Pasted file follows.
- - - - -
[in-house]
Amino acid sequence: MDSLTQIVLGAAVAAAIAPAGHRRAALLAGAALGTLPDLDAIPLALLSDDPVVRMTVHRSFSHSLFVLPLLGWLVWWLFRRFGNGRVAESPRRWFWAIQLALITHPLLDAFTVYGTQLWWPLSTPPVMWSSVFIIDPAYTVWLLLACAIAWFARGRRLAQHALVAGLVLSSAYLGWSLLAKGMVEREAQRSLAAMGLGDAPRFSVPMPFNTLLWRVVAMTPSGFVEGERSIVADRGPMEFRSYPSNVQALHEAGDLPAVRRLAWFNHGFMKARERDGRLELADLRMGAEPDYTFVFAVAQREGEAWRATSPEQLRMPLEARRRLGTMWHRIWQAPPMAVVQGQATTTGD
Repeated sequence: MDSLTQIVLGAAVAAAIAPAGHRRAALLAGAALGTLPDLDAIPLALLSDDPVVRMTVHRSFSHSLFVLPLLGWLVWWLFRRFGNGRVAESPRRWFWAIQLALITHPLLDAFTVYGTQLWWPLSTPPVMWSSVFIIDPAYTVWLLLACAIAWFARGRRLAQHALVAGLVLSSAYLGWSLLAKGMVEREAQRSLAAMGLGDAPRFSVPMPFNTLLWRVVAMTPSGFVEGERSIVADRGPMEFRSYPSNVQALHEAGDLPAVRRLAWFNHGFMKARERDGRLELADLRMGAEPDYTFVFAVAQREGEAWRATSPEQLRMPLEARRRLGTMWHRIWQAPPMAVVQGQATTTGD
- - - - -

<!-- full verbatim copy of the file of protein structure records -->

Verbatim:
[in-house]
Amino acid sequence: MDSLTQIVLGAAVAAAIAPAGHRRAALLAGAALGTLPDLDAIPLALLSDDPVVRMTVHRSFSHSLFVLPLLGWLVWWLFRRFGNGRVAESPRRWFWAIQLALITHPLLDAFTVYGTQLWWPLSTPPVMWSSVFIIDPAYTVWLLLACAIAWFARGRRLAQHALVAGLVLSSAYLGWSLLAKGMVEREAQRSLAAMGLGDAPRFSVPMPFNTLLWRVVAMTPSGFVEGERSIVADRGPMEFRSYPSNVQALHEAGDLPAVRRLAWFNHGFMKARERDGRLELADLRMGAEPDYTFVFAVAQREGEAWRATSPEQLRMPLEARRRLGTMWHRIWQAPPMAVVQGQATTTGD
Repeated sequence: MDSLTQIVLGAAVAAAIAPAGHRRAALLAGAALGTLPDLDAIPLALLSDDPVVRMTVHRSFSHSLFVLPLLGWLVWWLFRRFGNGRVAESPRRWFWAIQLALITHPLLDAFTVYGTQLWWPLSTPPVMWSSVFIIDPAYTVWLLLACAIAWFARGRRLAQHALVAGLVLSSAYLGWSLLAKGMVEREAQRSLAAMGLGDAPRFSVPMPFNTLLWRVVAMTPSGFVEGERSIVADRGPMEFRSYPSNVQALHEAGDLPAVRRLAWFNHGFMKARERDGRLELADLRMGAEPDYTFVFAVAQREGEAWRATSPEQLRMPLEARRRLGTMWHRIWQAPPMAVVQGQATTTGD